South Korean authorities are currently investigating Rep. Kim Nam-kuk of the Democratic Party of Korea (DPK) for suspected cryptocurrency transactions. According to sources, the problem has been submitted to local prosecutors by South Korea’s financial authority. Furthermore, the development has sparked a public uproar over potential conflicts of interest.
On March 25, 2022, South Korea started applying the Financial Action Task Force (FATF) travel rule. This was shortly after Kim apparently exited his crypto investments. The rule is a global standard-setter that targets the anonymity of crypto transactions in order to prevent money laundering.
According to the travel rule, exchanges must gather personal data on transactions and disclose it to authorities when it exceeds a particular threshold. Kim’s suspicious transaction alerted the Korea Financial Intelligence Unit (FIU). The matter was then turned over to the prosecution by the FIU.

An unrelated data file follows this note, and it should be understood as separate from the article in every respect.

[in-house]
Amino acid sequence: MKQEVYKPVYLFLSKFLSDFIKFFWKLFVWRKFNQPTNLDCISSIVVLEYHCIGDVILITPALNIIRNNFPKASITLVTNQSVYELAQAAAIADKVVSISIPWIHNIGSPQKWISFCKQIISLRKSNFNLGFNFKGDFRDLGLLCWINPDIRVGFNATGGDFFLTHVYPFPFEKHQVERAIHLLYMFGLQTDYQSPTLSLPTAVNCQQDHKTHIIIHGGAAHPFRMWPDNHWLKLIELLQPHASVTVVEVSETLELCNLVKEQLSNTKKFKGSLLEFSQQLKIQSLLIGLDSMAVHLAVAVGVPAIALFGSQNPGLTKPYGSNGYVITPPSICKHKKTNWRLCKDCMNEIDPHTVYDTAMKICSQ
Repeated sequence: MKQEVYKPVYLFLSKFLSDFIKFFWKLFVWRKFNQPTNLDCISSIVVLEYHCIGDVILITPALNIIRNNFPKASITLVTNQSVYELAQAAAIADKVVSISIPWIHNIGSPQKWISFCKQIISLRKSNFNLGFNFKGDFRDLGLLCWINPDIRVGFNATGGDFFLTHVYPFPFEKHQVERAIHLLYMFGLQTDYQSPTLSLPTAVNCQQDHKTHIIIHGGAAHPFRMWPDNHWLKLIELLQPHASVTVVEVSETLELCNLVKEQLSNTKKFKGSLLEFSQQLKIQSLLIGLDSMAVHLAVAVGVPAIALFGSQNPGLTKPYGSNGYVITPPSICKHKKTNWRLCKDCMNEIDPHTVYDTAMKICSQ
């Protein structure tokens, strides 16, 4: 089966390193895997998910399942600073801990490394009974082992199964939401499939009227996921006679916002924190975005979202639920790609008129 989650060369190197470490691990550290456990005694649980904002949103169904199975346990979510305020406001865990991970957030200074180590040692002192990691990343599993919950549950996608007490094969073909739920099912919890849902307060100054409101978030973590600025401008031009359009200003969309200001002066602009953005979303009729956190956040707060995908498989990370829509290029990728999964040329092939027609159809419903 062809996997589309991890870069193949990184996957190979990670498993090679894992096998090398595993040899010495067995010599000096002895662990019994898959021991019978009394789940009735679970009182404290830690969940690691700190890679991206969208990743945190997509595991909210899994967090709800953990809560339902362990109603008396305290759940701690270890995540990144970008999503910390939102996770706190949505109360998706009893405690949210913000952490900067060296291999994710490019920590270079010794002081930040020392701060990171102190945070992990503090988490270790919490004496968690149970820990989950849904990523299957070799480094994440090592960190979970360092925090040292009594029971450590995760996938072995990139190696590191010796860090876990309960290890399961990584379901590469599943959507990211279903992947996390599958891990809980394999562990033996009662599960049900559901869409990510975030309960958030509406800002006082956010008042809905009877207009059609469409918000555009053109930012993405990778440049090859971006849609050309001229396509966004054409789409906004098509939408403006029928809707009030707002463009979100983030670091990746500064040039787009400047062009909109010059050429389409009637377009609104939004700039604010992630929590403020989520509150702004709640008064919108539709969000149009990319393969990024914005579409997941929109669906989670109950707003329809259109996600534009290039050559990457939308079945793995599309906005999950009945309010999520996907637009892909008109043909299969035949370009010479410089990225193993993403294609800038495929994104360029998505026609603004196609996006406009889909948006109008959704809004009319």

But Kim argued that he did not cash out his tokens. As such, his actions do not translate to a transaction and therefore, he did not breach any laws. Moreover, South Korea’s Public Service Ethics Act makes no mention of reporting requirements for virtual assets. Therefore, he did not reveal his holdings since they were excluded from disclosure under the current Public Service Ethics Act.
Kim had previously co-sponsored an amendment to the Income Tax Act in July 2021, which included a provision to defer taxation on virtual assets, reported CoinDesk Korea. South Korea postponed plans to tax income from crypto as well as income from the “transfer or lending” of virtual assets to 2025.
Read Also: Kenya to impose digital asset tax on crypto, NFTs, online content
Terraform’s Do Kwon pleads not guilty to fake travel documents charges
Do Kwon, co-founder of Terraform Labs, has pleaded not guilty to charges of falsifying his passport and travel documents in a Montenegrin court on Thursday.